TheRangerStation.com  SM 

Serving Ranger, Bronco II, Explorer & Mazda B-Series Owners Since 1999


Home Forums Tech Library Magazine Video Gallery Truck Gallery Shirts & Decals TRS Fab & Off-Road

 

The 'Punisher' Bronco II Build

  Owned/Built By Jason Raney

Spring 2008

CONTENTS

Bronco II Corral

 

Overview:

Owner: Jason Raney

Hometown: Doniphan MO

Rig: 1988 Bronco II

Specifications: 

  • Chopped top

  • Dovetailed bed

  • Stretched wheelbase to 115-Inches

  • 4-Link Suspension With Coils

  • Rockwell 2.5-Ton Military Axles - welded

  • Custom Double Beadlock Wheels

  • Full 4-Wheel Hydro Steering

  • 44-Inch TSL's In Front & 44-Inch Boggers In Rear

  • EFI 357 Ford V-8

  • Built C6 Automatic Transmission

  • NP203/205 Doubler Transfer Case With Triple Sticks

The Beginning:

This rig started out as a trail/mud truck. The ideal was to have something capable of playing at the local mud runs but be flexible enough to work good on rough trails and a little rock crawling.

I started out by stripping the truck to a bare frame, boxed it for strength, and replaced all the stock crossmembers with stronger ones. I made a wishbone rear suspension, extended the front radius arms and made custom coil towers.

I had an EFI 351 V-8 from a 1992 Ford truck built and bored with new heads. It was mated to a NP435, 4-speed and NP205 transfer case. I used a High Pinion Dana 44 and Ford 9-Inch rear from a 1979 Ford F150 for the axles. I installed 5.13's in the axles and welded the rearend. The front Dana 44 had a full spool. All the bearings, seals, ball joints and brakes were replaced with new equipment. Then a set of 38.5x15x15 Boggers were mounted to 15x10 Mickey Thompson wheels.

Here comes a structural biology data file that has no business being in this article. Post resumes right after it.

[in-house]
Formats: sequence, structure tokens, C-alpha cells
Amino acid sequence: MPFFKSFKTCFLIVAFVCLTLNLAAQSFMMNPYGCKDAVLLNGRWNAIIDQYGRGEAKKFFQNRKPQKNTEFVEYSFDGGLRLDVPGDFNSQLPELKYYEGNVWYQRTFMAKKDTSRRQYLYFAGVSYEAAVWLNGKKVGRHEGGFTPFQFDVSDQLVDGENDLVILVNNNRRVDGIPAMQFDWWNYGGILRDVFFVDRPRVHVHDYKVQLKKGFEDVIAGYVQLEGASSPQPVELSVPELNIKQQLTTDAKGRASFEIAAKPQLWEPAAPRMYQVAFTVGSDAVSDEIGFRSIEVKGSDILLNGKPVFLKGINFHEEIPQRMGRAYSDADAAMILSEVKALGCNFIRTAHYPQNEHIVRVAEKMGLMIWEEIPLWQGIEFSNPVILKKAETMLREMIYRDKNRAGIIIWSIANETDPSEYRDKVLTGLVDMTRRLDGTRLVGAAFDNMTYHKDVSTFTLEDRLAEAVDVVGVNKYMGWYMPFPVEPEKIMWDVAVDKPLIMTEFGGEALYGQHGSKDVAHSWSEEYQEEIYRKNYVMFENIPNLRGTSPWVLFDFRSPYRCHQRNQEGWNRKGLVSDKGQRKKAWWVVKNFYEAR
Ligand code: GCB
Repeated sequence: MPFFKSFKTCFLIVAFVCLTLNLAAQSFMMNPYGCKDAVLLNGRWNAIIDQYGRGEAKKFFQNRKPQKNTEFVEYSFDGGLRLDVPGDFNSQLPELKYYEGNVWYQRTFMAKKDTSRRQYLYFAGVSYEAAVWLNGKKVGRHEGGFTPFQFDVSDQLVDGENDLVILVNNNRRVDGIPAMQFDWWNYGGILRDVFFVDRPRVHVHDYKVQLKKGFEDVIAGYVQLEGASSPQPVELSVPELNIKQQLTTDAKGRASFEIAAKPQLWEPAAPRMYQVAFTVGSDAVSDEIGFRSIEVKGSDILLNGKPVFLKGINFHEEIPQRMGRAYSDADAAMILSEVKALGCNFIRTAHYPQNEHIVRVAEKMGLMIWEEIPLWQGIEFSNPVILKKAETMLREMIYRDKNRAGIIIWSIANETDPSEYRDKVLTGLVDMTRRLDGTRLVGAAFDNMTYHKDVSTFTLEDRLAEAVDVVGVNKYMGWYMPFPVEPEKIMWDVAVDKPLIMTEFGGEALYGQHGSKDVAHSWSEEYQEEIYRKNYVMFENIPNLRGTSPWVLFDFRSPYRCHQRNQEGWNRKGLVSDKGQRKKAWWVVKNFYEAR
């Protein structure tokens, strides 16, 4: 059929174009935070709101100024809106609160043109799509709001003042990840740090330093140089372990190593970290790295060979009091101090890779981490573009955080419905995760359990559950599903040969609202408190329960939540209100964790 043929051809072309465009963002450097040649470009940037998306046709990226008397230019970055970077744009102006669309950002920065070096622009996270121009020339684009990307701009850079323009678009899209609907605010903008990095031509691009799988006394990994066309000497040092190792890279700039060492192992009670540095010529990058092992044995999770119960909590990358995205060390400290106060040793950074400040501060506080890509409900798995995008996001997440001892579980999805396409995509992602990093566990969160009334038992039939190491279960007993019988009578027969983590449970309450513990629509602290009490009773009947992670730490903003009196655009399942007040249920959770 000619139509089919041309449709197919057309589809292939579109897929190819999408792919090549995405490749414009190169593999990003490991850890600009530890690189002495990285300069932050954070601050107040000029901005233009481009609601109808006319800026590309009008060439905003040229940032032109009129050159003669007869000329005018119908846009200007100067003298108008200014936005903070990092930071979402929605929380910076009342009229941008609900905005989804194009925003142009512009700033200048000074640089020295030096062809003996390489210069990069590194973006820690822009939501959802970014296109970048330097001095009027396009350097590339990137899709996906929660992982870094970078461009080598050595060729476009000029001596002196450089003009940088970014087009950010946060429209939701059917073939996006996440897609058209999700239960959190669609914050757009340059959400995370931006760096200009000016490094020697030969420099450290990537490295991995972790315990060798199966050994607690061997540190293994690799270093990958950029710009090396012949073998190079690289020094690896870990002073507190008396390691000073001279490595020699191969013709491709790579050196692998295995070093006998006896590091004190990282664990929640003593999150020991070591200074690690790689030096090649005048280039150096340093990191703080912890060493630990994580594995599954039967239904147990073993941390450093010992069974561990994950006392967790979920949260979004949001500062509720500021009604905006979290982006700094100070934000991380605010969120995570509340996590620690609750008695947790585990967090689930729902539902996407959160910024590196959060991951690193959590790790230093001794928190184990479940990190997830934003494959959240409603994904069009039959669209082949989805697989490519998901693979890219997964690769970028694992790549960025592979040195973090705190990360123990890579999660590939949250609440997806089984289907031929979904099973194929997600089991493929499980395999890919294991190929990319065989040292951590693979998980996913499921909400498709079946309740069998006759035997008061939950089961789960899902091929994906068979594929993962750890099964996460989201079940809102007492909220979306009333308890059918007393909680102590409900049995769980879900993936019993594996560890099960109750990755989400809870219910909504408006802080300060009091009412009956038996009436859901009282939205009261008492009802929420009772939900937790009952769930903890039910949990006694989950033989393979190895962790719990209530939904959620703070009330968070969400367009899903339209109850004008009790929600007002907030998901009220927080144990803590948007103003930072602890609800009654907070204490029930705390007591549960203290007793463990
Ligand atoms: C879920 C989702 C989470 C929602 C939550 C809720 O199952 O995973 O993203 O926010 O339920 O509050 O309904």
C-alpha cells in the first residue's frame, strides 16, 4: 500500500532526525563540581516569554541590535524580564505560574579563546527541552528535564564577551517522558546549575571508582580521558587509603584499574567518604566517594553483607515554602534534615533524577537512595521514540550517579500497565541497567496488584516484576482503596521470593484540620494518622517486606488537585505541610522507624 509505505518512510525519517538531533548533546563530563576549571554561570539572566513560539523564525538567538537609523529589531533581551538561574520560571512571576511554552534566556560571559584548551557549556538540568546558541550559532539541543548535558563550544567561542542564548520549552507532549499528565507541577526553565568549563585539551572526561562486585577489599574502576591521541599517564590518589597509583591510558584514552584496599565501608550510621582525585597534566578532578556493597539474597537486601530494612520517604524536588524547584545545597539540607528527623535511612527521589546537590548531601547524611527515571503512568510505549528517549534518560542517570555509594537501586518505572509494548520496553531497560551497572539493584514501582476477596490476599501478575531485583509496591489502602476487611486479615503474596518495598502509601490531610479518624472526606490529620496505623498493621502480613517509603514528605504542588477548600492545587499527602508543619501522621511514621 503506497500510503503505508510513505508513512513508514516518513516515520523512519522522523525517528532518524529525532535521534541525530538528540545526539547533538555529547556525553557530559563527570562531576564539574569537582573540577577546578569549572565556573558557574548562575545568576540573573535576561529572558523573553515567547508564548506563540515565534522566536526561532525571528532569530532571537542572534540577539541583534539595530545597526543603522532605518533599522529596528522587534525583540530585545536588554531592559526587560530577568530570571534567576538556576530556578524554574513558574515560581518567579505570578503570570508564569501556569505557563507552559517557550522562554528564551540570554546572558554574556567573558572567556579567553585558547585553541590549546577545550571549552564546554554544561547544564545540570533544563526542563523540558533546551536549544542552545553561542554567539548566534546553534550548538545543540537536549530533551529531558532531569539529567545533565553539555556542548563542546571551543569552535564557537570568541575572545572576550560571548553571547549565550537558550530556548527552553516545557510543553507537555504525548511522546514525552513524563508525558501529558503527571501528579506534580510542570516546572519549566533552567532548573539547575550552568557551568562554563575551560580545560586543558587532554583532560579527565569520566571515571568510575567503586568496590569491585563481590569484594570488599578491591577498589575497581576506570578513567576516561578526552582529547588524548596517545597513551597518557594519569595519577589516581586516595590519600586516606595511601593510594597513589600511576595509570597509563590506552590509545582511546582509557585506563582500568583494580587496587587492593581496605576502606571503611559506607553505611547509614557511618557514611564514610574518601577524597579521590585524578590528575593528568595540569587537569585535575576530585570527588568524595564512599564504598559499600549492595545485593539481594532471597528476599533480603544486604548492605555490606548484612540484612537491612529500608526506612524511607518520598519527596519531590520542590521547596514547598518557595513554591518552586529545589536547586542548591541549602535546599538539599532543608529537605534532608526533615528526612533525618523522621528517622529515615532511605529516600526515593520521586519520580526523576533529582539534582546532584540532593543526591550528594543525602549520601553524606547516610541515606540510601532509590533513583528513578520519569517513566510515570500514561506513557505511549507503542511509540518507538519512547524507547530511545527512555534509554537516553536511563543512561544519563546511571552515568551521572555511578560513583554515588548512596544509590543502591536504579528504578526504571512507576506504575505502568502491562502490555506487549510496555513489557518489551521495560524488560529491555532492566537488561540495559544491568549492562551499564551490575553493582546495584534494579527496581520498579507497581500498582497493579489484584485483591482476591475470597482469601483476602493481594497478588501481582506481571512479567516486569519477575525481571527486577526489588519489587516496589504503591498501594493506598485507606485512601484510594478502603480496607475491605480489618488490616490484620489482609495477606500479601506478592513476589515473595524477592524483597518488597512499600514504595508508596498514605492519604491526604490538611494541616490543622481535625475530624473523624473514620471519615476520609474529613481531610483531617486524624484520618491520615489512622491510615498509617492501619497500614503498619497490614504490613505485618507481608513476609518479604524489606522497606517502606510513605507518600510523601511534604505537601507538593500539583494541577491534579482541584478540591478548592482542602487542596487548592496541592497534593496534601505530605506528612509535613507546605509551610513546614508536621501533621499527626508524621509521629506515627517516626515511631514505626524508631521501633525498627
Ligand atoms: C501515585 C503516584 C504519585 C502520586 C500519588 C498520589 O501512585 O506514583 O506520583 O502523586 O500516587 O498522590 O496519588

The interior remained stock with just racing seats and 5 point harnesses, and the body was set back on the frame.

After about 6 months or so of doing some mud runs and a lot of trails, I decided it was a ton more fun on the trails than in the mud. After knocking out one of the big side windows at Southern Missouri Offroad Ranch in Seymour Mo, I decided that things weren't the way I liked em' so I decided to do some major surgery on her for the winter.

Round 2:

The wheel base was a little too short for the trails I was running and the radius arms I bent and added on to weren't holding up. The panhard bar was causing problems and the James Duff front coils wouldn't stay straight at all. I had them bent so far out of shape they looked like they had been used as one of those kiddy things at the park that you bounce around on, except with a 500lb man on them.

So..........

I did the only thing any body with sense would...... I cut her up!

First went the back cab half. Then I took 16-inches out of the floor of the remaining bed and doved the rear body.

Next was the wheelbase issue.  I needed a longer wheelbase and I needed a little bit lower gear ratio than the 5.13's for when I was wanting to crawl. I ordered a doubler kit from offroad design and put an NP203 in front of my NP205 with triple sticks. That made my driveshaft angle in the front a whole lot better but worse in the rear. I also did away with the panhard bar and the F'd up radius arms and four linked the frontend.

I wanted to get my approach angle better too so I wanted to move the frontend forward and get my big winch bumper and winch tucked back further. I moved the front forward about 6-inches and took the radiator out so I could put the winch under the grill. When I moved the frontend forward, I put on my double cylinders for the full hydro steering and put in 4340 chromoly axles with superjoints.

I then proceeded to the rear where I moved the rearend back about 15-inches.  I had to cut the bedside back to improve the appearance and skinned some long bed Ranger bedsides and welded them on to the existing body.

When I moved the front end forward, I changed the James Duff coils out for some 8-inch lift XJ coils. They work a lot better for my application, flex really well, and hold up the heavy V8.